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Chris Meledandri may spend most of his time at Illumination Entertainment’s headquarters in Santa Monica, but he always has an eye on the company’s animators in Paris.
The company’s main office occupies a loftlike space in Santa Monica that houses as many as 100 employees at one time — among them, its story teams as well as the marketing forces commanded by Gail Harrison. Meanwhile, more than 5,600 miles away, just blocks from the Eiffel Tower, stands the actual studio, Illumination Mac Guff — home to more than 850 animators overseen by Janet Healy, who serves as co-president of the animation facility alongside its founder Jacques Bled.
With three to four films in various stages of production at any one time, the work goes on around the clock — literally. “My goal was to erase the geographic distance between Los Angeles and Paris through communication and very basic, readily available technology,” says Meledandri.
Three times a week, as the workday ends in Paris, an Avid editing machine is synced up with another Avid in Santa Monica. Communicating via Skype, one of the Parisian teams shows off the footage it has completed during the day to Meledandri and his writers, who are just beginning their day in L.A. With notes in hand, the L.A.-based writers tackle whatever problems have come up, and their new pages then are sent off to Paris so that the animation team can address them the next day. “It’s not really that high-tech,” says Healy. “Just this giant, well-oiled machine. We spend about 35 minutes on each show, each day, looking at the work that got notes the day before or new work that needs to go into production. Chris approves character design, the color of the movie and sets, the story reel, script, animation, lighting, all the dialogue that we’ve cut in.”
Adds Garth Jennings, who moved his family to Paris nearly four years ago as he directed Sing: “It doesn’t feel like two separate places. And Chris can see things — he can spot trouble in the distance, a narrative plot point or a design idea that would need too much explanation down the road. So he is great at keeping ideas from running away from the production.”
Unlike Pixar and Disney, Illumination doesn’t rely on a so-called “brain trust,” a group of directors and writers who meet regularly to critique the work in progress. Instead, Meledandri likens his frequent collaborators to a repertory group: Pierre Coffin and Chris Renaud, who now have directed multiple films; the writing team of Cinco Paul and Ken Daurio, who began work on The Secret Life of Pets, and Brian Lynch, who came in to finish it; Brett Hoffman, who serves as a frequent associate producer; production designer Eric Guillon, whose character designs, says Meledandri, often suggest possible plot developments; and even Steve Carell, who first worked with Meledandri on Fox’s Horton Hears a Who! and helped develop Despicable Me‘s villainous Gru. “So what we have,” says Meledandri, “is a community of really smart people, and I tend to deploy them when I see needs that I think one of them can address.”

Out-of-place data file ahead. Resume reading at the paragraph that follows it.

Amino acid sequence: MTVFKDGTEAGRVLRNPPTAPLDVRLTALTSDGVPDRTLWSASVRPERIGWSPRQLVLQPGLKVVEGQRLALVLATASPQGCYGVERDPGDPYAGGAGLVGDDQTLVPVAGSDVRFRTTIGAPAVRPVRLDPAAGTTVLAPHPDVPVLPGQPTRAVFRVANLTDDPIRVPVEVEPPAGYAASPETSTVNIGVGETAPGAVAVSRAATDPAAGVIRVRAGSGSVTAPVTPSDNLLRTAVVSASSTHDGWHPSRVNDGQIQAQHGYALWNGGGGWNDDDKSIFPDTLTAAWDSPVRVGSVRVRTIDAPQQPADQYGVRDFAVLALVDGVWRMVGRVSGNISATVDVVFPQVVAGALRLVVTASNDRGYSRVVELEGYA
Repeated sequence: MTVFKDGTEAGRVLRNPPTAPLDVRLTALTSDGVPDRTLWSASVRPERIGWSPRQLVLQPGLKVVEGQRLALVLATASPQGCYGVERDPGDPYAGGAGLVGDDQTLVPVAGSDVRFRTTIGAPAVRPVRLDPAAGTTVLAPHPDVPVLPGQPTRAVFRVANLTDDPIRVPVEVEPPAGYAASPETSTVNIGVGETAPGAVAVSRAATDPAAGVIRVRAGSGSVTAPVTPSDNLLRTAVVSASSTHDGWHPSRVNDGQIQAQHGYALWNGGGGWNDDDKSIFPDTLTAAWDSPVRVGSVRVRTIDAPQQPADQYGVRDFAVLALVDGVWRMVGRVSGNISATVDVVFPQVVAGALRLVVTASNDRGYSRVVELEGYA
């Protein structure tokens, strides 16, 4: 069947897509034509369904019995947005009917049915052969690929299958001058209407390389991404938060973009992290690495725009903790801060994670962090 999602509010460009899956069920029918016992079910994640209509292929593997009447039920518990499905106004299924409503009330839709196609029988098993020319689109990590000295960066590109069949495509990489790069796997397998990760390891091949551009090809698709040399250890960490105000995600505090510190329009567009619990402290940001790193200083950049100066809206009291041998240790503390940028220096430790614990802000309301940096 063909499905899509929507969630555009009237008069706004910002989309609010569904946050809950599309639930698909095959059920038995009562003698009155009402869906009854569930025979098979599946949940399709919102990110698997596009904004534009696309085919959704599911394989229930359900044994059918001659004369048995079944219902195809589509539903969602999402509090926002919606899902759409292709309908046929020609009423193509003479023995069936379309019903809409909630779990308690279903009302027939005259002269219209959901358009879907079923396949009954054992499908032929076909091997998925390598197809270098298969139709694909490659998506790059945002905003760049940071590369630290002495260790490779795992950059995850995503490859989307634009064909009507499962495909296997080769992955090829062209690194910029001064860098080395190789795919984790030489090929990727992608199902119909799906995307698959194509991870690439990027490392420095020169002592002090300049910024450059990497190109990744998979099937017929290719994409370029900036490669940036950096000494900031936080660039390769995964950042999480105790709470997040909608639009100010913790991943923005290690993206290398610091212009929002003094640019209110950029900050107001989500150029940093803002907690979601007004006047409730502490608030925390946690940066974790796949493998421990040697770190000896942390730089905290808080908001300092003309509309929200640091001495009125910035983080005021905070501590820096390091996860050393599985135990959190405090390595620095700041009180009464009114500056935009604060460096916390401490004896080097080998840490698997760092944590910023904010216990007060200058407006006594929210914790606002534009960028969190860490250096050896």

The process did require some adjustment on the part of the French animators, admits Healy, who worked at ILM, Disney and DreamWorks Animation before joining Illumination. “They were used to someone delivering the storyboards and saying, ‘Go make the movie, that’s the blueprint,’ ” she says. “But how we make a movie is we look at it over and over and over again, always working things through and changing, making sure a joke lands or a character arc is as clear.”
Currently on the drawing board is one of Illumination’s most daring challenges yet, a new adaptation of Dr. Seuss’ How the Grinch Stole Christmas, for release in 2018. Meledandri earned the confidence of author Theodor Geisel’s widow, Audrey, when visiting her every few months at her home in La Jolla, Calif., to review progress on Fox/Blue Sky’s Horton. Pleased with the results, she suggested that Illumination tackle 2012’s The Lorax and now has entrusted Meledandri with the Grinch.
Even though the new CG film will have to compete with Chuck Jones’ classic hand-drawn TV version, which first aired in 1966, Meledandri is confident that for this new Grinch, voiced by Benedict Cumberbatch, “we’ve located a performance style that is absolutely singular. The key has been finding his vulnerability so that we have emotional access to him regardless of how wicked he might be.” Adds Healy, “It will be a look nobody has seen before: really rich and great for the holidays.”
This story first appeared in the Dec. 16 issue of The Hollywood Reporter magazine. To receive the magazine, click here to subscribe.